Results for tag: Alan Trammell
Posted by: Pinstriped Bible on Jan 6, 2010 at 04:41:42 PM


Andre Dawson, one of the weaker Hall of Fame candidates on this year’s ballot, made it into the Hall, but Bert Blyleven missed by five votes, the same number of blank ballots cast. Roberto Alomar will have to wait, just missing as well. That’s fine, too, so long as the reasons had to do with perceptions of his performance or his expectorating and not because of some phony "no one gets in on the first year" dogma that has no basis in anything except small-mindedness. If you think a player is a Hall of Famer, then vote for him. Otherwise, get over yourself.

Sometimes I look at the dates of Hall of Fame induction and compare them to the players’ death dates. Some of them got decades to enjoy the honor, others just a few years, and of course several

Posted by: Pinstriped Bible on Jan 4, 2010 at 06:13:58 PM

The Pinstriped Bible is proud to present ... 2010. Thank you very much. We take no responsibility for the old year, but since this one will inevitably be better, we’ll happily receive our kudos here and now. And remember, no take-backs on kudos.

The Yankees won the World Series in 2009, of course, and that was a very good thing indeed, but the Yankees won championships in 1932 and 1936 and many other seasons in which people weren’t eating. As such, it would be inappropriate to say that 2009 was a good year, but rather that the Yankees cast a ray of light on what otherwise would have been a total loss.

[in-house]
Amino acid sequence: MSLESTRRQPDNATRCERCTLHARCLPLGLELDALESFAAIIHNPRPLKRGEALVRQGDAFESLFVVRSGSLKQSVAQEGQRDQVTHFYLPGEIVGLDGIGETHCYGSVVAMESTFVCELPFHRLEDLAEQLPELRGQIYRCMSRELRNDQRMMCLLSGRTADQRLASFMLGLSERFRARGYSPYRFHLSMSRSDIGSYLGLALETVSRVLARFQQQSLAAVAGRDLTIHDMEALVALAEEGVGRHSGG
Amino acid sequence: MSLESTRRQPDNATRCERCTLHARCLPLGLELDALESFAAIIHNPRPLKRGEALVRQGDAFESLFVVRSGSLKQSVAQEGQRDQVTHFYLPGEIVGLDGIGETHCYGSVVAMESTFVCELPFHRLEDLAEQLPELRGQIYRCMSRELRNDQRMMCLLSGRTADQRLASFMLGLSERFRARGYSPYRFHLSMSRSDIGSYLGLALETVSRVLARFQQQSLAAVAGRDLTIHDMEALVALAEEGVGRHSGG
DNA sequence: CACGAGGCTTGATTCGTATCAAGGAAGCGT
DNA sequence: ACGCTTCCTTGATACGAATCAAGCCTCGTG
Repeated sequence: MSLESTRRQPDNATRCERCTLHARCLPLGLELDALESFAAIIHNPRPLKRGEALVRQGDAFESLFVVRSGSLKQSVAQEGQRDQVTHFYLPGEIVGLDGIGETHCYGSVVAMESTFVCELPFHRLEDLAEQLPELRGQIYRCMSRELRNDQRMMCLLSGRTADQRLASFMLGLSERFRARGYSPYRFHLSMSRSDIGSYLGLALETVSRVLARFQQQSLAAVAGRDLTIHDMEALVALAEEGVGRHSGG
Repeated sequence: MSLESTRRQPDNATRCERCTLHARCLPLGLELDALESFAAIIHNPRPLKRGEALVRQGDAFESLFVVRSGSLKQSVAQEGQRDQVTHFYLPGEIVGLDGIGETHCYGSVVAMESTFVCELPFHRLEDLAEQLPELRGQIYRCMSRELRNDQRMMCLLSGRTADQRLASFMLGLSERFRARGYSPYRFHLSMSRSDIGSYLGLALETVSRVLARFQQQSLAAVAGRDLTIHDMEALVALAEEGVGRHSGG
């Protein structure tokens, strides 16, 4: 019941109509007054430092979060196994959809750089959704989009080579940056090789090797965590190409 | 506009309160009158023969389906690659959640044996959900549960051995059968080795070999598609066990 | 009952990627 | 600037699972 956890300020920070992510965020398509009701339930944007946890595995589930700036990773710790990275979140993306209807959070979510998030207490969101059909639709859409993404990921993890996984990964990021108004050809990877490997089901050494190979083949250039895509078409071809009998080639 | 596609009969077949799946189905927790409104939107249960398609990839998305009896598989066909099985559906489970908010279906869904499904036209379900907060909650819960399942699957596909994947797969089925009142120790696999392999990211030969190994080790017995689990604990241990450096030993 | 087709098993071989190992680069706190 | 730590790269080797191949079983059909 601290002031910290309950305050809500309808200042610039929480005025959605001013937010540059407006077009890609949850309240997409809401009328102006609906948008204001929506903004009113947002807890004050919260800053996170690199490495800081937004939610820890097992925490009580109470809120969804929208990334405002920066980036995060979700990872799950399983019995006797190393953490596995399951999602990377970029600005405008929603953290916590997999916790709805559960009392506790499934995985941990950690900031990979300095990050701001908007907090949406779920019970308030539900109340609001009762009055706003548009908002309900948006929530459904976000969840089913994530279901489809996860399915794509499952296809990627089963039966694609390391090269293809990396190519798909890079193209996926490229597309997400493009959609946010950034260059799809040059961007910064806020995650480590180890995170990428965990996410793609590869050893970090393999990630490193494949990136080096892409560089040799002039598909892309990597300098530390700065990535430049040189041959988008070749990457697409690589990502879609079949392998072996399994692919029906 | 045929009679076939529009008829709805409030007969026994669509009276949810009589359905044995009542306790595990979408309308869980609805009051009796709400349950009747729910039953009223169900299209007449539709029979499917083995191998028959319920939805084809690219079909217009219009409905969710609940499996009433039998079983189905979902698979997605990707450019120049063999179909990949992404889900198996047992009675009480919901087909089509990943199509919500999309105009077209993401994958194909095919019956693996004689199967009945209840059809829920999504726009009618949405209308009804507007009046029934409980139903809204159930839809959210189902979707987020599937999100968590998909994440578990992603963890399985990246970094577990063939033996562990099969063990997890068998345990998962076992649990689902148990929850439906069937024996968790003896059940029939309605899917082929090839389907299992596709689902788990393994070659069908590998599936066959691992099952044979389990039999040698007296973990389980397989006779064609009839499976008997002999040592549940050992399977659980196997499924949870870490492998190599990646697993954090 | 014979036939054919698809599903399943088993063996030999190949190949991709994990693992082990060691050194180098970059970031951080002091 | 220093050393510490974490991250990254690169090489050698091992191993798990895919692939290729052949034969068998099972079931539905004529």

Red Sox fans, your mileage may vary, but then, if you’re a Red Sox fan, you’re probably not reading the Pinstriped Bible. That’s too bad, because

Posted by: Pinstriped Bible on Dec 7, 2009 at 01:21:12 PM

Wrapping up the Hall of Fame ballot...

Tim Raines: Why there isn't more enthusiasm for Rock is one of the bigger mysteries of life these days. If Rickey Henderson was the number one leadoff man of all time, Raines was 1-A. Even the Expos and the White Sox went to the postseason while he was with them, and of course he helped the 1996 Yankees get where they needed to go. If you need a hook to hang Raines on, then go with "possibly the greatest high-volume, high-percentage basestealer of all time." Fortunately that's not all he could do -- he could hit .295 to .330, pop 10 home runs a year (in a tough home run park in a far different hitting environment than now), and take 85 walks. He was good enough to play for 23 seasons, and even when knee injuries cut down on his